Join us for our next Moray/Banff Group online meeting on Saturday, 2nd December 2023 from 2 pm to 4 pm (GMT).

"Celebrating our 30th Zoom Meeting and thinking about what I have learnt along the way"

We’ve had thirty wonderful Zoom meetings in the three years since our first one in June 2020. Number increased from the original thirty or so to anything up to 80+ and we have covered so many topics so we thought it would be interesting to look back, perhaps at some of those topics , and consider how much we have all learnt on the way.
This is an open meeting. You don't need to be a member in order to attend - everyone is welcome.

If you are a member, please log in to our website and visit the Events Page.

If you're not a member, please click here and contact the email address listed for your invitation.
Do you have a knack for numbers and a keen eye for financial management? If so, we have the perfect volunteer role for you!

We are on the lookout for a dedicated individual to join ANESFHS as a Treasurer.

ANESFHS online Beginners' Course on six consecutive Thursdays, 1 February to 7th March 2024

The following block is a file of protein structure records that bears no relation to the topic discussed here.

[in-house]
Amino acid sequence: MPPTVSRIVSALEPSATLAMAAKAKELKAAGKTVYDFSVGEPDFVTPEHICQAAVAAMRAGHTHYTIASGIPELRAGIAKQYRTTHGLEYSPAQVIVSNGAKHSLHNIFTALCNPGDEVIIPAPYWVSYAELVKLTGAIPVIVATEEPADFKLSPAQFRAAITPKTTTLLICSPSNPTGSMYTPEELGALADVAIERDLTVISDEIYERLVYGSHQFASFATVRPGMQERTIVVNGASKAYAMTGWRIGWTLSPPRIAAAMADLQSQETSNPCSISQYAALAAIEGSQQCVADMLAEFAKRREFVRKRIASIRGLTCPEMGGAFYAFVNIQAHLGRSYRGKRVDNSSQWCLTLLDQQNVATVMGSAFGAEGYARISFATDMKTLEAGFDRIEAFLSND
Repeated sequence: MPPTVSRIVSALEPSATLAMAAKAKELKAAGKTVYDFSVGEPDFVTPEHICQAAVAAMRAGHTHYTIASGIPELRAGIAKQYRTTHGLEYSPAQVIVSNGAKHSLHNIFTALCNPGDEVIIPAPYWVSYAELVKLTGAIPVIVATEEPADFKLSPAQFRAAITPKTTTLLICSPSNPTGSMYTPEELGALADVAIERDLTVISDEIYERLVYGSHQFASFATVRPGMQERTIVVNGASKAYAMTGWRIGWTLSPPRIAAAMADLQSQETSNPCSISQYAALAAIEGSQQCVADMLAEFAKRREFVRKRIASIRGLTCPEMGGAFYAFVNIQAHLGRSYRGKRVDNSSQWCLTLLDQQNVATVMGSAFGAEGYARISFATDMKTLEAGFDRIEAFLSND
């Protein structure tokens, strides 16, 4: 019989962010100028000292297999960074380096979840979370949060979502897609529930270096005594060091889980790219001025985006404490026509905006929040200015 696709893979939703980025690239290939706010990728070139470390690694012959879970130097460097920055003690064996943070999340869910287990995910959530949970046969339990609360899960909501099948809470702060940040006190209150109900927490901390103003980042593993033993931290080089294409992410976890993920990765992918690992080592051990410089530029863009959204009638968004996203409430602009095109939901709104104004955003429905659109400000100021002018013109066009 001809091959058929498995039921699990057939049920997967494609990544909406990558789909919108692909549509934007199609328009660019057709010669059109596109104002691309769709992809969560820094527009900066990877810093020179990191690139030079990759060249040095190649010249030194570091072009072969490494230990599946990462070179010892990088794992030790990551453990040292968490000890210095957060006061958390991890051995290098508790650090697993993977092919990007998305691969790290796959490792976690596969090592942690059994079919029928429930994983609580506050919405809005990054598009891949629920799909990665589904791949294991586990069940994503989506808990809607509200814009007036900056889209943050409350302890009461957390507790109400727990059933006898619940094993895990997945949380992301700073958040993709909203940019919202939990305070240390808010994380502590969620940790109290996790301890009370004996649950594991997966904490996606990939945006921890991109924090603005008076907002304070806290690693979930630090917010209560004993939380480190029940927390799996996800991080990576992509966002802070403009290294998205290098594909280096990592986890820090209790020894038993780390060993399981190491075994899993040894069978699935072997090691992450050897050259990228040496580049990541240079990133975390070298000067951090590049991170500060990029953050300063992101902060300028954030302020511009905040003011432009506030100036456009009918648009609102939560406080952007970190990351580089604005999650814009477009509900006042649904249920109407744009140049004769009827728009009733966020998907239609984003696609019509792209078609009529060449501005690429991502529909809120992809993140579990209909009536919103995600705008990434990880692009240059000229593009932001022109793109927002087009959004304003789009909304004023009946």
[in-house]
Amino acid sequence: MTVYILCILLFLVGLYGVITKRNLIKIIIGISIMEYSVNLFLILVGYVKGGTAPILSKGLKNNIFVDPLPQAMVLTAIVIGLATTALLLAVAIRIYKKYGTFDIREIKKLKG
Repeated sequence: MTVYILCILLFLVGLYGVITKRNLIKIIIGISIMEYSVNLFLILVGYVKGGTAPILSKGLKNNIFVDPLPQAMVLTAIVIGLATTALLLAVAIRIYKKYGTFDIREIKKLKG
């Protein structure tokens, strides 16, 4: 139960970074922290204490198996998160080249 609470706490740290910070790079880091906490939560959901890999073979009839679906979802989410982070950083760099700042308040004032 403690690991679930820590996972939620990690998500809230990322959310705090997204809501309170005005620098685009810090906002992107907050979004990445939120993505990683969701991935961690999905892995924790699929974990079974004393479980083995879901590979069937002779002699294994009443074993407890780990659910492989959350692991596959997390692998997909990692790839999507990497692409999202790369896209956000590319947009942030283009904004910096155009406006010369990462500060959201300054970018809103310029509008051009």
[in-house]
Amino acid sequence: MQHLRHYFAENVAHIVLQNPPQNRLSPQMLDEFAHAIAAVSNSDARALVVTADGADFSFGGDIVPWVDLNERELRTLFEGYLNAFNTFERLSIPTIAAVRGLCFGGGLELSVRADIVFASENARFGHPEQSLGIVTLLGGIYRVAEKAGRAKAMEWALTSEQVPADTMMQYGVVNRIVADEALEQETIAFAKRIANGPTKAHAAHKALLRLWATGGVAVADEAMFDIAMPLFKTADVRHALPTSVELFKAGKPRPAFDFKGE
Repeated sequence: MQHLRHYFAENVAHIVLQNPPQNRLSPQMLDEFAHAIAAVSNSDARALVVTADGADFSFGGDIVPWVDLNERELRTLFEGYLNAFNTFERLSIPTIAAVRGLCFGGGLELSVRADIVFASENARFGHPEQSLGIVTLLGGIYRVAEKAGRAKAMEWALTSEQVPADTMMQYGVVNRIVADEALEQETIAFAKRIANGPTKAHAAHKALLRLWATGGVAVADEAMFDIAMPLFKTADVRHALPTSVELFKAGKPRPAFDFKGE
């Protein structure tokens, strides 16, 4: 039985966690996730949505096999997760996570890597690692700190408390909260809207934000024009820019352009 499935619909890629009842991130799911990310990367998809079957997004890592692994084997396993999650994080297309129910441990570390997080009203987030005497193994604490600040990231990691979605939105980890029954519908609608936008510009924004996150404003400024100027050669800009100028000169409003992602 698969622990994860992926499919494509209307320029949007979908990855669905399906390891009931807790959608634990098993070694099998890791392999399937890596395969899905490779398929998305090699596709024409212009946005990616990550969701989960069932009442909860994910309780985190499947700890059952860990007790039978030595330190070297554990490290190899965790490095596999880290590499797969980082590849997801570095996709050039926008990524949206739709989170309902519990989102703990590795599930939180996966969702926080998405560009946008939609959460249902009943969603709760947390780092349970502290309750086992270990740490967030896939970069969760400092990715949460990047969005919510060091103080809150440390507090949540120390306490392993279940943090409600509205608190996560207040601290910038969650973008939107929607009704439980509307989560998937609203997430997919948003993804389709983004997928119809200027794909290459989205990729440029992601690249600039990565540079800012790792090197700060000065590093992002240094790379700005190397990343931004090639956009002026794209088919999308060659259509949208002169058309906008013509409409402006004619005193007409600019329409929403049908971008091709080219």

Dates:  Thursdays, 1 February to 7th March 2024 (inclusive).
Time:  7pm to 9pm GMT.  (EST: 2pm to 4pm.  Pacific Time: 11am to 1pm.)
Presenter:  Kenneth Nisbet (Scottish Genealogy Society).
Medium:  Zoom online meeting (invitation link to follow).
Format:  First hour: presentation (attendees muted).  Second hour: Q&A.  Afterwards: handouts e-mailed from presenter.
Zoom etiquette:  Ken Nisbet politely requests: "The students have to agree not to record the class as it belongs to me."

Course fee:  £46.00 sterling, or £42.00 concession for OAPs, or unemployed, or registered disabled.
Payment method:  please see details on inside front cover of any ANESFHS Journal.
*  UK members:  preferred method (please): Internet banking, or PayPal.